Children and Patriotism; It Starts With Singing.

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Teaching patriotism is something I do in my classroom, and I do it frequently.  It is rarely a planned activity; it just happens.  Much like teaching kindness or giving, or even bravery, the learning comes from doing.  And the way we learn about patriotism often begins with singing, especially if the song is also a book.

Yes, I sing books.  It’s the best way to learn a song because there are pictures to the words.  Pictures cement the meaning to the song, and children understand.  And, they sing with pride.  When I play the Autoharp to sing a patriotic song and have a fellow teacher (and Gloria) sing-along, children stand and place their hands on their hearts.  They love singing, and naturally gravitate to what a song feels like.  Children are far more tuned-in to feelings than adults.

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Today we sang “God Bless America”, “This Land is Your Land”, and “The Star Spangled Banner”, while we read the books.  Children belted out the words.  They stood tall with hands on their hearts because they were filled with pride.

Irving Berlin did not particularly like our National Anthem, and he wrote “God Bless America”.  Woody Guthrie did not like “God Bless America”, and he wrote “This Land is Your Land”.  Isn’t that interesting? I told this to the children today.  We took a tally vote of our favorite song, yet there was no clear winner.

When my son was eight, I bought him the book The Star Spangled Banner by Peter Spier.  Suddenly all the words to a song that he loved came to life.  Every time I read this book, something remarkable happens, because this book has full page illustrations that tell the story.  It is history for young children.  This is part of what I wrote to families a few years ago when children wanted to sing “The Star Spangled Banner”:

“It was one of the most exciting, intense, and passionate twenty minutes with children that a teacher can have.

Troy wanted to have a ‘show’, so he and Jill and Sam went to the top of the loft.  No, they did not want to sing “Proud To Be An American.”  They wanted to sing “The Star Spangled Banner”.  Of course it was wonderful and we all clapped.  Then I said, “Do you want to know what the song looks like and what really happened?”  I ran to get Peter Spier’s The Star Spangled Banner, but before I opened the book I said, “The guy who wrote this song was on a British ship, watching the battle.  He couldn’t get off the ship and it was night time.  The only way he knew if we were winning was if he saw the American flag.”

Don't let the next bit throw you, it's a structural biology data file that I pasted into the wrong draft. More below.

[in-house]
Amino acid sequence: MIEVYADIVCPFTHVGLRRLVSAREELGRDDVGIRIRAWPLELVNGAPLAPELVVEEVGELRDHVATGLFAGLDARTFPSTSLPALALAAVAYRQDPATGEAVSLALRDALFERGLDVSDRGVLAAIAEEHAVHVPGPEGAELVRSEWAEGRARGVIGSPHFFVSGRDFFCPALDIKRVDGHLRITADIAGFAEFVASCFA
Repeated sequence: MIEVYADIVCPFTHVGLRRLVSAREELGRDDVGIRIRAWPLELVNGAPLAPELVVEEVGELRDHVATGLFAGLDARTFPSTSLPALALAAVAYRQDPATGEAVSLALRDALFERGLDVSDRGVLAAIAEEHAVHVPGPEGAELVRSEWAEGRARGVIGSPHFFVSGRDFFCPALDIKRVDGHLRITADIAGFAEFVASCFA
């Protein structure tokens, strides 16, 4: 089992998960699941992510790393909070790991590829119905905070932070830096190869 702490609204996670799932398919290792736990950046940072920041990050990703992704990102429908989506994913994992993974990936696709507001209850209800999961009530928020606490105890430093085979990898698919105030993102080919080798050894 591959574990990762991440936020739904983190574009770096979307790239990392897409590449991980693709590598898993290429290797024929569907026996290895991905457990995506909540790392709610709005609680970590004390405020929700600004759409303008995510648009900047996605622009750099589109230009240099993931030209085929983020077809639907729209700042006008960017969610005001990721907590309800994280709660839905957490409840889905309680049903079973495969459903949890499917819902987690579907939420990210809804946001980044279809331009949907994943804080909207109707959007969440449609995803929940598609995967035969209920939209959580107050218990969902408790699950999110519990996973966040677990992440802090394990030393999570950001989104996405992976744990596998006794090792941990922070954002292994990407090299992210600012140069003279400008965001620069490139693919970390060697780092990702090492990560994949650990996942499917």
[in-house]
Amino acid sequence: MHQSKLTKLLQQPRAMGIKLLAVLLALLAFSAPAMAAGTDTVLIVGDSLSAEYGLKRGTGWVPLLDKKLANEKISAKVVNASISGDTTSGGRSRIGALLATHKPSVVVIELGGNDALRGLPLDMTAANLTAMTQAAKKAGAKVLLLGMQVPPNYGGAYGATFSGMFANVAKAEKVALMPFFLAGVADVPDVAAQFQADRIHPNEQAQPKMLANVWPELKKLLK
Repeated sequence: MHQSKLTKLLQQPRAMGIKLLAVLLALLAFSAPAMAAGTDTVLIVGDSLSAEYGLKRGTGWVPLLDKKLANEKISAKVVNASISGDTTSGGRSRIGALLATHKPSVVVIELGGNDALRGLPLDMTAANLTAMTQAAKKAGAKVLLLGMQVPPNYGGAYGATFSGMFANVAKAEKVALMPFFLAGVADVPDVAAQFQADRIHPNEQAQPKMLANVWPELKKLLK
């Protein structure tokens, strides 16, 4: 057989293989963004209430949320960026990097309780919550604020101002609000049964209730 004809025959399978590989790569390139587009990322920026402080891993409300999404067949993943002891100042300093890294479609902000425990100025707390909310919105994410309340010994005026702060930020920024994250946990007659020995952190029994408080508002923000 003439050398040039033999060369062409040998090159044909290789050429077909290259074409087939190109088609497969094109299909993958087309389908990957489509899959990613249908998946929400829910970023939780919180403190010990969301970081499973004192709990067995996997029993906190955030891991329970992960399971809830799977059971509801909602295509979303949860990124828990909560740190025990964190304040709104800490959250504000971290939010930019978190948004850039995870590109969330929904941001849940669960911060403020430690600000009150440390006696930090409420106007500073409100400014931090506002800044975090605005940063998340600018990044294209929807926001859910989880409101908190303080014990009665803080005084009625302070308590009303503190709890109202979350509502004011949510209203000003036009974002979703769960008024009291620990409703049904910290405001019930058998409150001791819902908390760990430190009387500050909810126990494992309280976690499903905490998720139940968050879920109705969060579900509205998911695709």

Suddenly I had every child pushing and eager to see the pictures and hear the whole story.  Oh, we went through the entire book.  It was perhaps the best lesson in history and patriotism for children.  I will post the full version of this remarkable story in a few days.

Today we learned how to properly shake hands, and how to say “Thank you” to a Veteran.  Thank goodness for patriotic songs that help children feel pride in America.  At the end of the day, long after we had been singing our hearts out, Kate kept singing while she was drawing.  Over and over she sang, “God bless America, land that I love.”  Just those words. The children standing nearby hummed and sang a few words along with her.  The more Kate sang, the more it felt like hearing the words to Goodnight Moon, a beloved story that I read-aloud every day: safe, loved, and strong.

Jennie

About Jennie

I have been teaching preschool for over thirty years. This is my passion. I believe that children have a voice, and that is the catalyst to enhance or even change the learning experience. Emergent curriculum opens young minds. It's the little things that happen in the classroom that are most important and exciting. That's what I write about. I am highlighted in the the new edition of Jim Trelease's bestselling book, "The Read-Aloud Handbook" because of my reading to children. My class has designed quilts that hang as permanent displays at both the National Liberty Museum in Philadelphia, and the Fisher House at the Boston VA Hospital.
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10 Responses to Children and Patriotism; It Starts With Singing.

  1. Yu/stan/kema says:

    Excellent post. It is exciting to hear about your teaching.

  2. Such a wonderful experience for all of you. Love seeing the picture with everyone so engaged. It’s great the way you often let the children decide what’s next, such as Troy giving a show and Kate leading others in song. Thanks for sharing your amazing teaching process with the rest of us!

  3. “Yes, I sing books.”
    I’m not at all surprised…this is what sets you apart from the pack!

  4. Norah says:

    Lovely Jennie. What a wonderful way to make the sacrifice of the veterans meaningful to young children. Our freedom is worth fighting for. It’s sad that it has to be done, though.

  5. srbottch says:

    Terrific, Jennie. I think that ‘teaching patriotism’ is a lost art but your efforts to keep it relavant are commendable.

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